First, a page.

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9

The first thing I would do is revisit proper form for your parkour workouts. You could be overusing your grip to compensate for weakness in your back or somewhere else. As for lifting, make sure you're split is such that you only lift each muscle group once a week. Before training you should stretch your forearms. There are 4 stretches. Extend one arm ...


7

It sounds like you either injured yourself or have exposed a "weak link" in your body, meaning your wrists/forearms are not strong enough to support your movements. I would suggest going into a rehab "mode" where you focus on strengthening the injured parts of your body, approx 4-6 weeks. Note I would recommend that during this period, you avoid any ...


7

Stop with the daily weight lifting? Try to give your body 48-72 hours of restitution between workouts.


6

Begin by stabilizing your wrists in a neutral position with isometrics for the wrist flexors, extensors, medial and lateral deviators, pronators and supinators ( ie. resist the wrist moving 1) up, 2) down, 3) to the thumb side, 4) to the little finger side, and resist rotating the forearm by turning the palm 5) down and 6) up, without losing the neutral ...


6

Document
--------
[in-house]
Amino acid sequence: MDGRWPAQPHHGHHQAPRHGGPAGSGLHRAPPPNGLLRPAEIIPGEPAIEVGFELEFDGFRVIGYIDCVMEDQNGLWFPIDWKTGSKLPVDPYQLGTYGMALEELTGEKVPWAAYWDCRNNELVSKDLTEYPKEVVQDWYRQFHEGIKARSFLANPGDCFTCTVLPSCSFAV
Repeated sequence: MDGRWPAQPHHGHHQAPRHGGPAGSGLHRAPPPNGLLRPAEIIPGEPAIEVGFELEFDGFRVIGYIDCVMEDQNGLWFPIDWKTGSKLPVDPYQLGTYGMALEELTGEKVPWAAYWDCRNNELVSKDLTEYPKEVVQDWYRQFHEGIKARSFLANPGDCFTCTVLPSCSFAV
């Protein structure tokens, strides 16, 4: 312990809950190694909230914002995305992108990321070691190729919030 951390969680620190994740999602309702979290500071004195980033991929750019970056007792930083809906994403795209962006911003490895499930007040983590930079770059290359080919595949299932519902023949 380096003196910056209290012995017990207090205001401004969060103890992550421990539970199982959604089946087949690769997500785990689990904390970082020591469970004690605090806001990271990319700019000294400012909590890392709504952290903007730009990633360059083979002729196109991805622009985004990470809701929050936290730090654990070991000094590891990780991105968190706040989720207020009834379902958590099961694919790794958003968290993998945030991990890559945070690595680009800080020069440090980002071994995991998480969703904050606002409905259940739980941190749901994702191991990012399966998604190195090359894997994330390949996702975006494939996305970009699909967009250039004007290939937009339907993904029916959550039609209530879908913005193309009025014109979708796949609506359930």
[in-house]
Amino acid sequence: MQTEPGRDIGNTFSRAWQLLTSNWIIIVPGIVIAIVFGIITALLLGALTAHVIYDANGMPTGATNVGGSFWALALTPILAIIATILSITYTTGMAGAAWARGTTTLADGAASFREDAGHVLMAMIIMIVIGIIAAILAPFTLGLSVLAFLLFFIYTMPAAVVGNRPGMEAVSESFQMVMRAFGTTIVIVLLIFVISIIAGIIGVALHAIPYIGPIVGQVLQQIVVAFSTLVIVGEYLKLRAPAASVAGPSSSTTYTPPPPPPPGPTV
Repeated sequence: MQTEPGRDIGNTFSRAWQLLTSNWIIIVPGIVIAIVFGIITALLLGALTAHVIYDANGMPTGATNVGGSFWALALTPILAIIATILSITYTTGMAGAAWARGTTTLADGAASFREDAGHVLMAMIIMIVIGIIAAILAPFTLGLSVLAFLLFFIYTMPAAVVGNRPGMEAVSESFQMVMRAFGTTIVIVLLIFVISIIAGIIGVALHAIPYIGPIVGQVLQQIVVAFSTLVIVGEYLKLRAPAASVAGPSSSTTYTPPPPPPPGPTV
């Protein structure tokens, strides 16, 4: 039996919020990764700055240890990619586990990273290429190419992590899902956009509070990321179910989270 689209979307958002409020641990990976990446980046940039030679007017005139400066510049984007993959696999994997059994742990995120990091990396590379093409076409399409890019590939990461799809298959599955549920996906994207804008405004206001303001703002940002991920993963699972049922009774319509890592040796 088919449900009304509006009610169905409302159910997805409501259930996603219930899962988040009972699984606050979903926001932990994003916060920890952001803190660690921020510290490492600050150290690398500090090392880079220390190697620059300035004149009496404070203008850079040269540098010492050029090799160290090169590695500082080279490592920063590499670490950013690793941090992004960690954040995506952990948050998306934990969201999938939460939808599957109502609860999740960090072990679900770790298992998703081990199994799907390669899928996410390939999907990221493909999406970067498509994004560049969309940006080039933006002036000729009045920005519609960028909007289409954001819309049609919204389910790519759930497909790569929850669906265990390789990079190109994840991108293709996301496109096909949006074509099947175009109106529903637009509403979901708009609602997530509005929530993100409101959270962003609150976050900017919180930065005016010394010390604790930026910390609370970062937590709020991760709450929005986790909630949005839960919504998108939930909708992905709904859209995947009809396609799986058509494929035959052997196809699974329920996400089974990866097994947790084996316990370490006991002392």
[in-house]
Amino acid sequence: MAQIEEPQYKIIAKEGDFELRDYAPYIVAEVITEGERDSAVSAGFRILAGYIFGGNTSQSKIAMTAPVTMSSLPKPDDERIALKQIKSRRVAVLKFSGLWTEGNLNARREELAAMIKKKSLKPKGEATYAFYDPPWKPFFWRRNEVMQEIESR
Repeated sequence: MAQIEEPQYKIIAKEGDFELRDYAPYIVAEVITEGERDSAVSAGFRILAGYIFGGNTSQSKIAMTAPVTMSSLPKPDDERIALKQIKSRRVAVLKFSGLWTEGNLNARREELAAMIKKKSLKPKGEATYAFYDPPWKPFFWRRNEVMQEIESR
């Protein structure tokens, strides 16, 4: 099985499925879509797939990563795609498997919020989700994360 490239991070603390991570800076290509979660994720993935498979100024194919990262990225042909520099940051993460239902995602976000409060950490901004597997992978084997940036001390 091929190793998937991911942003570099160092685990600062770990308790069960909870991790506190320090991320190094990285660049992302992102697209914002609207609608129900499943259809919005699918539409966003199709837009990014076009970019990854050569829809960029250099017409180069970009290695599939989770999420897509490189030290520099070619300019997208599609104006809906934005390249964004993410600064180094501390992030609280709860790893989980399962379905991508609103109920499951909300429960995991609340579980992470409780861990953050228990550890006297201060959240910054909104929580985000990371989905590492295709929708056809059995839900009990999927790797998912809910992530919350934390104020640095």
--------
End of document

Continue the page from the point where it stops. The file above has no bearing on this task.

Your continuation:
Rotate your exercises. Don't do the same muscle group two days in a row. Your muscles need 48 to 72 hours rest time. "Stop doing the daily lifting?" is exactly right.


5

The cheapest piece of exercise equipment for grip strength is one of those binder clips: They come in difference sizes, so start small and work your way up. Pinch it open between your pinky and your thumb. This tip comes from Mr. Ed Coan himself. When your grip breaks, it's always the pinky side first. If you get that side stronger the grip will be ...


5

Here's a great article describing your symptoms, how to test and steps to take to correct: http://www.bodybuilding.com/fun/drryan26.htm I think the # 1 point is (from the article) Get the right diagnosis...without that, you don't really know what it is. I would have suggested against using any kind of wrist support, since long term it's not 'fixing' the ...


5

The doctor said ... that I would recover 100% movement of the joint. In the context of your question, this provides us with little help. The fact that you will, at some point, fully recover is not to say that you are fully recovered as of this present moment. In fact, considering that your original question included the wording "my wrist still feels ...


4

You are wise to ask because this is an injury that you want to heal well. 3 weeks is not very long into the healing of a fracture. Most references that I looked up tell you that your therapist will direct your safe return to activity. A PT (physical therapist) or OT (occupational therapist) who specialize in hands (hand therapist) are the best ones to ...


4

I think one of the most effective exercises is the wrist roller - you can make it for about $5 using a broom handle or round piece of wood, some thick string/rope and a weight plate. Here's a few items from Ross Training about making your own: http://rosstraining.com/blog/index.php?s=wrist+roller&sbutt=Go


4

Seriously, I had this issue when I used to work as a stock boy at KMart a long time ago. The doctor called it tennis elbow. This had occurred one summer when we had been receiving tons of bikes in boxes. All the boxes were the same size, shape and weight. And I picked them all up and carried them the same way from the truck to the conveyor belt going into ...